Setting Prices for Remote Studio Gigs

Setting Prices for Remote Studio Gigs

Ready to offer your studio services such as producing, singing, songwriting, mixing, or recording your instrument? Not sure how much to charge? Let me give you some things to think about to help you make that decision. 

First of all, you’re welcome to charge whatever you want! It really comes down to how freakin awesome are you, and how busy do you wanna be? 

Websites like do increase your visibility based on algorithmic factors like, how many 5 star reviews you have, how often are hired, etc. so you can be seen and hired more! I only advocate for lowering your prices to help you build up your algorithmic points faster so your visibility goes up. Once you’re consistently booking gigs, raise your prices. Kinda same with Airgigs and other websites where an algorithm doesn’t matter, but people can see you don’t have many reviews, so they’re not sure if they can trust you to do an amazing job. Then you might want to lower your price until you have a good number of reviews under your belt.

The easiest way to figure out how to price your services is to find out what your competition is charging. If you’re not finding prices listed right on their profiles, screw it, send them a fake message pretending to be a client and ask their prices lol. 

I encourage all artists to do our best to not keep knocking prices down just to compete with each other. Prices of services have gone down and down, while the price of gas and eggs keeps going up and up. So implore, once you are rockin and rollin, be confident in charging a premium rate. It actually helps your competitors in the long run, and we all win!

I can give you the juicy deets about how I charge ;) I’m a songwriter for hire. The going rates that I have seen for writing are about $400-700 on average, with some songwriters charging $1200 or more because they have major credits and don’t really have the time to take on many gigs.

Demo singing, without having to write the song, is certainly less. When I was just getting started, I was charging $200, and even $175 per song just to get some reviews going. Over time, many clients become returning clients, and the exposure stays consistently great, so you’re almost forced to raise your prices. I am now charging $350 for a full demo recording for a standard pop song length.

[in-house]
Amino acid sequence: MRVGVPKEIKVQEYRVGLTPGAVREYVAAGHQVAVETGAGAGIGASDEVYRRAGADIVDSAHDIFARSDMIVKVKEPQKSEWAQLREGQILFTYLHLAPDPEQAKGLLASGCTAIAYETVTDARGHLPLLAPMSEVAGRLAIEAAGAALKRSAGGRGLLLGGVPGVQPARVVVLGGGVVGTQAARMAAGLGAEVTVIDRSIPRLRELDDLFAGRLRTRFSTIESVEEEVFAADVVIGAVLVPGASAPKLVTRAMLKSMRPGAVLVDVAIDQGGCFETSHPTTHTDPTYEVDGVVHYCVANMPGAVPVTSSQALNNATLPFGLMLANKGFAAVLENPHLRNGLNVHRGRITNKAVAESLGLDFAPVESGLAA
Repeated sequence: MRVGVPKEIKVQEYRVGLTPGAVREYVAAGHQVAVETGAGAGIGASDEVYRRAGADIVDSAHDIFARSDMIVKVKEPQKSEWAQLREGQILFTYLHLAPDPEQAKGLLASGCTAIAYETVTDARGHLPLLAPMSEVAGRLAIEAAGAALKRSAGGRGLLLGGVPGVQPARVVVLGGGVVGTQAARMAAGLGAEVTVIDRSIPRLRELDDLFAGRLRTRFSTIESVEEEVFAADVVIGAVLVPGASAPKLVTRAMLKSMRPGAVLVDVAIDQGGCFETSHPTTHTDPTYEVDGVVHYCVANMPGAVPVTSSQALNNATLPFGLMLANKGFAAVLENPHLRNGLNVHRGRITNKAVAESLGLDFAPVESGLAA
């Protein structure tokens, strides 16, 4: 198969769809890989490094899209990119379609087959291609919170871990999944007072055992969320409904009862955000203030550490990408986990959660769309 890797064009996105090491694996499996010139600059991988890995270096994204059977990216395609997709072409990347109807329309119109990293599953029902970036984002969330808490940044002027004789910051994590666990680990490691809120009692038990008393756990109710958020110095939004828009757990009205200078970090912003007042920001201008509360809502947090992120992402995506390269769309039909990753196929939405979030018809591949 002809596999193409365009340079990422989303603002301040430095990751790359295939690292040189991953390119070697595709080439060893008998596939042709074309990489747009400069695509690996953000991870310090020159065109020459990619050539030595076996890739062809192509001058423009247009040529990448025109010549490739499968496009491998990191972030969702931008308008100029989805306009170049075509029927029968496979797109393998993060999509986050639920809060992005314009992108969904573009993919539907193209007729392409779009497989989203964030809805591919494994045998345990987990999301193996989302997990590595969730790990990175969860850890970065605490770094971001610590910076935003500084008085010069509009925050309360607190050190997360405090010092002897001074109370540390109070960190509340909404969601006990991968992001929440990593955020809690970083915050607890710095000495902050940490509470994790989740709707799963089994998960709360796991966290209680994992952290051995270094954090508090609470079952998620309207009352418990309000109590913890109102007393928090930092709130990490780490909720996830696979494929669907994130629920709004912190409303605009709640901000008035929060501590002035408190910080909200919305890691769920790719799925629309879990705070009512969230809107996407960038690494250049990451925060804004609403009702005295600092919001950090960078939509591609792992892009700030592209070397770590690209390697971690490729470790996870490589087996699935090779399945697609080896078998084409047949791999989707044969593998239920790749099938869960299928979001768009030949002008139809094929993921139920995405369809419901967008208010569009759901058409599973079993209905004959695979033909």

I encourage people to offer variations on their service to give them a bargaining chip. Mine is: leads only vs. including harmonies and adlibs. Some people can’t afford the full rate, so giving them an opportunity to still get a recording but with leads only really helps people out! The market fluctuates as well. When I’m super slow, I might lower my price behind closed doors, but when I’m busy, raise it. I do not list my prices on my page as set in stone rates. Some songs have a key change, or are extended cuts, or are Kpop and need separate parts for all 13 of their band mates! So I hold onto my freedom to change my prices based on the complexity of the project. 

Add-ons to consider. You might want to offer an expediting fee for people who need a song song in under 48 hours. I personally charge $75 for this, but on a case by case basis if I actually can make it happen. If I have clients who have been waiting a while, I might not bump their project for $75 (because integrity). Another add-on comes from not offering too many revisions. Decide how many rounds of revisions you allow and let clients know that if more are needed you have to charge more. I usually just charge $50 if it’s nothing too complex. But when people are requiring more complex revisions, I’ve charged as much as $150, or full price to start over. Being clear on your revision policy also helps with efficiency; people will be more precise with their requests the first time if they want to avoid getting charged. Half the time, revisions happen because people are allowed to change their mind. 

Bulk discounts could be a thing. Up to you. I did allow this early on, but it doesn’t make sense for me anymore because I have returning clients who have hired me over and over with no bulk discount. Ultimately once you’ve built up your service and clout, you will not need to honor discounts. You should be paid what you deserve to be paid for all the years and money you’ve invested into perfecting your craft. 

Stick with me for more helpful articles on making money in music! Want music business help? I have a program to help music entrepreneurs devise an action plan to build their businesses! Hit me up for general consulting as well, and in the meantime, sign up for my email list below for updates, new music, new helpful articles, and free stuff! 

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